Kitchen Renovations for Your Rental Property
When it comes to maximizing ROI for your rental property, it’s important to have a long-term strategy in mind. Renovations are a major component of any long-term plan – as a rule, the more you invest in your own property, the better your returns (as long those renovations have mass appeal). With this in mind, when was the last time you upgraded your kitchen - the metaphorical heart of the home?
By making small adjustments to the interior décor in your kitchen, you could increase your rent by as much as 10 to 30 percent. Any investment in the range of $2000 to $3000 should do the trick. At the end of the day, kitchen renovations are more about making a stellar first impression (with considerations for functionality) among prospective lessees.
There are so many upgrades you can focus on, ranging from high-end appliances and luxurious quartz countertops to underfloor heating and sophisticated cabinetry. But in this quick guide, we’ll go over some mandatory renovations that we feel could significantly spruce up your kitchen without breaking the bank.
Give it a Clean, Uncluttered Aesthetic
Your kitchen needs to look nice, if not jaw-droppingly stunning. It should inspire tenants to take action and quickly sign on the lease form. But how can you decide which colors and visuals will appeal to your prospective tenants? A good idea is to stick to Scandinavian principles for interior décor with mass appeal - choose a minimalist design with clean lines and a neutral color palette.
There is no need to opt for busy prints and colors because you could drive a small percentage of tenants away. Cut out the clutter. Minimalism is good because it gives your tenants room to make their customizations – again, without the bank. As a rule, leave those details to the tenant.
Buy the Right Materials
Cheap things get the job done, but they are too fragile for use over the long term. They devalue your rental property and require multiple do-overs that end up costing just as much as high-end materials. So, why not cut to the chase and choose the high-end materials from the get-go? This depends on your budget and if you can squeeze a little extra, you could install quartz countertops for a chic look.
For the finishing on your wall panels, cabinets, doors, and so on, choose HPL. It is not only durable but also has mass appeal.
The Lighting Makes all the Difference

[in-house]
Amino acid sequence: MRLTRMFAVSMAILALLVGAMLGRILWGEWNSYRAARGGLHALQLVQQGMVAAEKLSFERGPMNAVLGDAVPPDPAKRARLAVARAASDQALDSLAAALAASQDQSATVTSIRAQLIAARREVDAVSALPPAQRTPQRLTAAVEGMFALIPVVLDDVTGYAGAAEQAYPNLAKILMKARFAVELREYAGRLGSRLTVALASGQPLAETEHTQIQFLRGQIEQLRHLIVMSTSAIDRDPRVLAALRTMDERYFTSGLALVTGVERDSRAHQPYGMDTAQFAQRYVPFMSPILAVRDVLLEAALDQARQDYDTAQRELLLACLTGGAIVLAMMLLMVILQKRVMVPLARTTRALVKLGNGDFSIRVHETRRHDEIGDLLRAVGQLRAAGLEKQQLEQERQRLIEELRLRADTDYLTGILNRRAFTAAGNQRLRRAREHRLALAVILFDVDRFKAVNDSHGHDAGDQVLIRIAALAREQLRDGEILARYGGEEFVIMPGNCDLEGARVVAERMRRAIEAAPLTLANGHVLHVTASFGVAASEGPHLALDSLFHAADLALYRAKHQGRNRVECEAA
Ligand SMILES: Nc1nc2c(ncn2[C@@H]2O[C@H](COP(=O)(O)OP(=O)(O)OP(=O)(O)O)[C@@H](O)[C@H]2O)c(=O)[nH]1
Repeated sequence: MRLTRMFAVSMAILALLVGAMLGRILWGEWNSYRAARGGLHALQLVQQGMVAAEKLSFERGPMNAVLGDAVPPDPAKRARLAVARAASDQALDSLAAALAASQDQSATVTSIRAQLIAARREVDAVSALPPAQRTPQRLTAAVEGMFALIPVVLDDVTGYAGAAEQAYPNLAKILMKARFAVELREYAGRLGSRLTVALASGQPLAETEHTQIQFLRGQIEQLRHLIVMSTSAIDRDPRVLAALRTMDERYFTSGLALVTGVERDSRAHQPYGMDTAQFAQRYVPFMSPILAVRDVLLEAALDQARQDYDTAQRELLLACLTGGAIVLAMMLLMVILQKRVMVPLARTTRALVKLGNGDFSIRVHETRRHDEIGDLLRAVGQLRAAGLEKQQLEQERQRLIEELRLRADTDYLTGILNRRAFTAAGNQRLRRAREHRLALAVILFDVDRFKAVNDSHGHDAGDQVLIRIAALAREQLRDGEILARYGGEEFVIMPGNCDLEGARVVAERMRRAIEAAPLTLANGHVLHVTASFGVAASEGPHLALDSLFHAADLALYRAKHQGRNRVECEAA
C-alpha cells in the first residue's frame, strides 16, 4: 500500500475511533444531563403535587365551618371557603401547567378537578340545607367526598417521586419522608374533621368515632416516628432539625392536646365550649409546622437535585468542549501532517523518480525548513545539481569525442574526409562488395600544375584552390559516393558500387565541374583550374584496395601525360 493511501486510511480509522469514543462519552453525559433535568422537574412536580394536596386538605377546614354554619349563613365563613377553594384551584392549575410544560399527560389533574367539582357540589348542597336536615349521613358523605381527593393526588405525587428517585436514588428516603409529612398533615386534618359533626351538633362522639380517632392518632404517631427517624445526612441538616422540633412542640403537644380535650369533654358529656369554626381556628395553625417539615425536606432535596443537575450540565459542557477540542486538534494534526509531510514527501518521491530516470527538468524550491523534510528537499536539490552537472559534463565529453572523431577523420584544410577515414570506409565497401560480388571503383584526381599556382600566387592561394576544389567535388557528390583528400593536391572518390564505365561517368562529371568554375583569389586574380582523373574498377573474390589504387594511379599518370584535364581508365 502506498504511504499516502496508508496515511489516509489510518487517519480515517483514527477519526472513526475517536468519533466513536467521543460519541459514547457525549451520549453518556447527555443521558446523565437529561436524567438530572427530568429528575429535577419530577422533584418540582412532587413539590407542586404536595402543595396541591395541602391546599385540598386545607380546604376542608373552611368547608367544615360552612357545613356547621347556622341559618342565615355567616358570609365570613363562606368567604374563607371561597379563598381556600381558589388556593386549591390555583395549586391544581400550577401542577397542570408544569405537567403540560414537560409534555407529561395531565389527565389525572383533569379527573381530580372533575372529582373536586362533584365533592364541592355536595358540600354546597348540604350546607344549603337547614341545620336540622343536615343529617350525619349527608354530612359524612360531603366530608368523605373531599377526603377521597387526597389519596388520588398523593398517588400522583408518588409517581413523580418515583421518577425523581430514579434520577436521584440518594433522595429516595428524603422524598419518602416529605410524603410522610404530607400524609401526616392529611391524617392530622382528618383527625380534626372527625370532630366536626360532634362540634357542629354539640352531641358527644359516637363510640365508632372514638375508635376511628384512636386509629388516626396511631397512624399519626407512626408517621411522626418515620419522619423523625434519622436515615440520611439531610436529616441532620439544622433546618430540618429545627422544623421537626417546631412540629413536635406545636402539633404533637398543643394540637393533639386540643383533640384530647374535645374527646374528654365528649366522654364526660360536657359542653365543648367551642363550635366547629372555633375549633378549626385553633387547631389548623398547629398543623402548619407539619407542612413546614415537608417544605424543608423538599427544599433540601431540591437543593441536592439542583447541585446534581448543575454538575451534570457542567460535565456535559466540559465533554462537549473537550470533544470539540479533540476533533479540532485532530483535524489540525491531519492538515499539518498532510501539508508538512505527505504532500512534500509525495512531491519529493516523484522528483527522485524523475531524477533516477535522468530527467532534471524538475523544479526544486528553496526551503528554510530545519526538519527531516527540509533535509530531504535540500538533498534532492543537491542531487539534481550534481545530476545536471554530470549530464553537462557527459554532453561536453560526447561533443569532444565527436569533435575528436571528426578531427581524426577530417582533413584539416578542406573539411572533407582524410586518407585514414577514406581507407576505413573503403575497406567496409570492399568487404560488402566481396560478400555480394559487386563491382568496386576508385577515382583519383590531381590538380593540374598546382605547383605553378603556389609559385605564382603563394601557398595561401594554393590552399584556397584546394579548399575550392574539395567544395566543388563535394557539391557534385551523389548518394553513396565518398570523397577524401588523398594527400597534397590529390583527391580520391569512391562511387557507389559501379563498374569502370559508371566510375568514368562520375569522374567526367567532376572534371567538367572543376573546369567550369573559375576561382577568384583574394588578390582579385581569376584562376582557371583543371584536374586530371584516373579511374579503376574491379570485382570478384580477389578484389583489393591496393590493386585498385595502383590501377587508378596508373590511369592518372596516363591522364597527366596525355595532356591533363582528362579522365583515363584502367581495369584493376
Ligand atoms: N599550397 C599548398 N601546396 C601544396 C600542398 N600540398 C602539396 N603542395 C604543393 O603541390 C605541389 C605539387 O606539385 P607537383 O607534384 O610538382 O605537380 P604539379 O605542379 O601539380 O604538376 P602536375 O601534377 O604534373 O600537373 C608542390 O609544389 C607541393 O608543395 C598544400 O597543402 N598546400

Approach lighting from three aspects: i) general lighting, ii) accent lighting, and iii) task lighting. Task lighting should provide your tenants with targeted illumination in areas such as cabinets, countertops, stoves, and the sink. The accent lighting is used purely for decorative purposes and complements the overall color of the room. It should highlight paint colors and draw attention to focal points in the kitchen (such as wall paintings, galleries, etc.).
General lighting includes mostly ceiling lights and wall sconces; they provide enough lighting to illuminate the entire kitchen. It’s a nice balance between accent lighting and task lighting.
Buy the Right Appliances
This is where functionality meets aesthetics – you should focus on buying appliances that help your tenants complete their daily tasks. Don’t go for cheap stuff because it will break and require more investment in the long run to fix. Find something that is affordable, easy to clean, and doesn’t require much maintenance. Consider buying used appliances if they are in good condition.
Pro tip: Make sure you provide your tenants with instructions on how to take care of these appliances and remind them of their obligation to carry out repairs in case of breakdowns due to misuse.
The market for tenants is getting increasingly competitive and you should give yourself every possible advantage to stay ahead of the curve. A well-designed kitchen that looks good and provides basic functionality will go a long way in attracting high-quality tenants. Today’s tenants have a lot of choices for rental properties and appreciate a good kitchen.
For more tips on affordable kitchen renovations, contact your property manager to provide recommendations based on trends and tenant preferences.